4) For the record — and I realize you don’t quite make this charge — we don’t accuse the Academy of racism. In fact, we note Academy’s efforts to diversify its membership ranks. While the media in general often equates the Oscars with Hollywood, the Oscars, as I know you well know, only deals with a subset of studio and indie films and is at the mercy of whatever films are released in a given year.

    5) There is a larger, ongoing discussion to be had here about the scarcity of the kind of minority-themed films and/or films with Oscar ambitions that employ prominent black and minority talent. Even in the best years, there are only three or four of those types of movies in the mix. The article we wrote begins to touch on a few of the reasons, but by no means is meant to be a comprehensive analysis of the larger issue.

    But right now I’d better get back to my racist muck-raking. I’ll shut up so you, as is your habit, can have the last word.

  5. David Poland says:

    I guess the difference between what I wrote inside a column in 2006 and what you guys made into a story in 2010 is that I’m pretty sure that no objective person could see a headline like, “Whitest Oscars in 10 years?,” as anything less than an intentional provocation.

    “There is a larger, ongoing discussion to be had here about the scarcity of the kind of minority-themed films and/or films with Oscar ambitions that employ prominent black and minority talent.”

    Absolutely. And there is always a conversation to be had about the issue of product aimed at minorities, product made by minorities, and product consumed by minorities. A serious conversation. And your headline – which may or may nor have been written by you – is not, in my opinion, serious. It is, again, a provocation in a sensitive area.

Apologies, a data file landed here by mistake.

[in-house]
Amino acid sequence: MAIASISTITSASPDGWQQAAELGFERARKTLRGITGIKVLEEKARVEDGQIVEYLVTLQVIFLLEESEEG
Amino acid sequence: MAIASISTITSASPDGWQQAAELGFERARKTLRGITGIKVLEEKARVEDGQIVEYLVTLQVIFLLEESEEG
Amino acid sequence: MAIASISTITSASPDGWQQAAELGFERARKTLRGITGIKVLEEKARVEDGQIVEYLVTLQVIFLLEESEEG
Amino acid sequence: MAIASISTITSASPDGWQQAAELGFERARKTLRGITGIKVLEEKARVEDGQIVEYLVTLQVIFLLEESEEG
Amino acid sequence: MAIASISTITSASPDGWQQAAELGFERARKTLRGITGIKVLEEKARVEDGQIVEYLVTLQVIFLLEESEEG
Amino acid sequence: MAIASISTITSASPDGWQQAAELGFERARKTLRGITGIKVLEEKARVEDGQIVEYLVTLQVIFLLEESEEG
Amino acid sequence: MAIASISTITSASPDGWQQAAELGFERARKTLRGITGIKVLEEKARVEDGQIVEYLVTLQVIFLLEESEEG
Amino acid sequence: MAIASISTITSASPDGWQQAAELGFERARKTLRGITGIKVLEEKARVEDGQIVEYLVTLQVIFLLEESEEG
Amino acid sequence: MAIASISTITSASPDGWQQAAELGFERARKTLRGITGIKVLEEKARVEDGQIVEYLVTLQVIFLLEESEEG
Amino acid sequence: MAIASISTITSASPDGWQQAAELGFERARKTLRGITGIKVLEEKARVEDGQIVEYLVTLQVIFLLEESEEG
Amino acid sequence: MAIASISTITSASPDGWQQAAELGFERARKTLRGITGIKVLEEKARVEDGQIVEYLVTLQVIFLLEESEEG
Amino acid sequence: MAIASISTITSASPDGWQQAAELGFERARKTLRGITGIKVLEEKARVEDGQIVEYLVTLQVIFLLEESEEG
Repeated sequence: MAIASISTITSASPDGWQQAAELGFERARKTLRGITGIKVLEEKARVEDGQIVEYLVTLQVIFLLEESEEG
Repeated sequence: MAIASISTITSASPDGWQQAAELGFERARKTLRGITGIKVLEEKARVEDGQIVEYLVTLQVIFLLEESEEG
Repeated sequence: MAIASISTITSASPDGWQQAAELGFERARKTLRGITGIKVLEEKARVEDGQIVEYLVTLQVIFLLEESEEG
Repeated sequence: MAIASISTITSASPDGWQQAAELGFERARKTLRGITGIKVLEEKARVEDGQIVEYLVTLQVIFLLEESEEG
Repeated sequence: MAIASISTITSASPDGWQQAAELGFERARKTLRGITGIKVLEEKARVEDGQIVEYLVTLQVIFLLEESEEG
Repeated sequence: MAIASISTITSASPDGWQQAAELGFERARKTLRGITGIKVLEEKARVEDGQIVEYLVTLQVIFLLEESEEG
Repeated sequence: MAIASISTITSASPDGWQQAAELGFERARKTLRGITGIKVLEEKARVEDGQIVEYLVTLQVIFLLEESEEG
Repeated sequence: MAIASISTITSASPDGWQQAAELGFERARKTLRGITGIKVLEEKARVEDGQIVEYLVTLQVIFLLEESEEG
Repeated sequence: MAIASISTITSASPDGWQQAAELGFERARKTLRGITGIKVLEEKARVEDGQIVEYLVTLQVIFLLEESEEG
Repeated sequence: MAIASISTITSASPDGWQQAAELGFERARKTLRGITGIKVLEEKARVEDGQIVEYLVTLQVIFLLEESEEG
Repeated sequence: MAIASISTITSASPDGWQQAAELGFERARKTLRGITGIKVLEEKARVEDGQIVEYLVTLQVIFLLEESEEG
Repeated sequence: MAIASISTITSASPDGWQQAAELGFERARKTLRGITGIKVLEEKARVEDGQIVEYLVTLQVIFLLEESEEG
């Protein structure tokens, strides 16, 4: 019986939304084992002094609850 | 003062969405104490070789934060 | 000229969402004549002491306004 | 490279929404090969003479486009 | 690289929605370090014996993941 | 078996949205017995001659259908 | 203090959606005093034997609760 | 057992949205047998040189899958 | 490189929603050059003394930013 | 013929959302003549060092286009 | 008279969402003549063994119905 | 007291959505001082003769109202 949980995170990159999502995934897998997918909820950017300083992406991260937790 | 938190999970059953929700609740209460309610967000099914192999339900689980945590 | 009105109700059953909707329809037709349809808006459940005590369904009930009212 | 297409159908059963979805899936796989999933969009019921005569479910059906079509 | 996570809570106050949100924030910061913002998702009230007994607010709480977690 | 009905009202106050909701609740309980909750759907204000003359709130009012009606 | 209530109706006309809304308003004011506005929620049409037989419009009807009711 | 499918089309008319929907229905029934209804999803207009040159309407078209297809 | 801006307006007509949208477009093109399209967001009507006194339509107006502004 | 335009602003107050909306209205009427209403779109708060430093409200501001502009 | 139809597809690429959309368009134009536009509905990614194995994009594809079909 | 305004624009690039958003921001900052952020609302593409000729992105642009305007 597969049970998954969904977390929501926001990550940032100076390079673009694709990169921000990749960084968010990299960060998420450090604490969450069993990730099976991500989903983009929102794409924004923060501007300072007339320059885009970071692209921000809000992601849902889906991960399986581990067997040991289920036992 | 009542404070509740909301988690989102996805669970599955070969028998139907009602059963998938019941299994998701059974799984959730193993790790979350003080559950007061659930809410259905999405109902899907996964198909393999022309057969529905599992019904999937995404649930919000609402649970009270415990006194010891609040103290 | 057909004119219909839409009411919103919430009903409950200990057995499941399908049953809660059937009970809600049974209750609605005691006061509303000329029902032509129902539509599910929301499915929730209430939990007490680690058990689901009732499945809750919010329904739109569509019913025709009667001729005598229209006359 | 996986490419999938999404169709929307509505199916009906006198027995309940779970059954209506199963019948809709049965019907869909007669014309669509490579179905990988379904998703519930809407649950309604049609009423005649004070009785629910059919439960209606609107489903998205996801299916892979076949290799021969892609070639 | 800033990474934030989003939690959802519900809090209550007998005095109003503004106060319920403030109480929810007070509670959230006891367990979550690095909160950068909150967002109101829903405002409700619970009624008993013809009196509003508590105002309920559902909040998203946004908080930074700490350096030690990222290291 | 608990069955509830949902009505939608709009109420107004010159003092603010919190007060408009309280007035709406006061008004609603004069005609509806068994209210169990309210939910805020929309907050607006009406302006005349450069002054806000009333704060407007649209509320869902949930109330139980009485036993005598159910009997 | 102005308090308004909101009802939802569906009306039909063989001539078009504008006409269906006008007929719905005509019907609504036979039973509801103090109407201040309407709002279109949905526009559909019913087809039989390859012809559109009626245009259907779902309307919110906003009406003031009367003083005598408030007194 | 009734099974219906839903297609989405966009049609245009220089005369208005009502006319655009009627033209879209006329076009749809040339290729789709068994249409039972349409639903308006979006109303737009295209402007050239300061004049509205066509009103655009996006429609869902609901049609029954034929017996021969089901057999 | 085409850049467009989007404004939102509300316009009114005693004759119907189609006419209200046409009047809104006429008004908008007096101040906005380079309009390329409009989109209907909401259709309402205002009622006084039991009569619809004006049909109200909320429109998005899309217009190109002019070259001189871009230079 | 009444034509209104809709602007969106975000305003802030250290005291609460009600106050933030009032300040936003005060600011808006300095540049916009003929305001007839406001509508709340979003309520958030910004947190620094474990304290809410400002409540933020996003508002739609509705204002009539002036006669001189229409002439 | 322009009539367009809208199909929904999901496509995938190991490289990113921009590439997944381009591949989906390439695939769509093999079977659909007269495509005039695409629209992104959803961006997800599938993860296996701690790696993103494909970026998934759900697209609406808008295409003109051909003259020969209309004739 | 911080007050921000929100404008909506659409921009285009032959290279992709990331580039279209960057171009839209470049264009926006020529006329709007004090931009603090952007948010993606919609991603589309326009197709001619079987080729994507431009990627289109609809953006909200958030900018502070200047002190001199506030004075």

I have a problem with shouting “fire” in a crowded room and then saying, “Well, we later told the reader that we only really saw a spark and there was plenty of time for a safe exit and to stay calm.”

    Your on the web, man. I have been threatened twice with lawsuits by Crazy Nikki Finke based on 140 character tweets in the last few months. I love paragraph 7, but we live in shallow reading times.

    It is rare, Gregg, that I have launched into one of my “trademark lectures” about something you have written. I have not found you to be provocateur over the years. And your employer does seem to be barreling in that direction… a move that I see as likely to save an ailing business. So perhaps that context was a part of my reaction.

    But after seeing the headline for a couple of days and finally clicking on it after seeing it in a third or fourth place, I have to say, I found it shocking. There are also just two female directors – both longshots – in play. There is only one foreign language film in contention for Best Picture. A very small group of pictures overall with female leads up for BP. Only one film speaks to the gay experience. Etc, etc, etc. You can parse the season in 100 ways. But “whitest year in 10 years?” Really?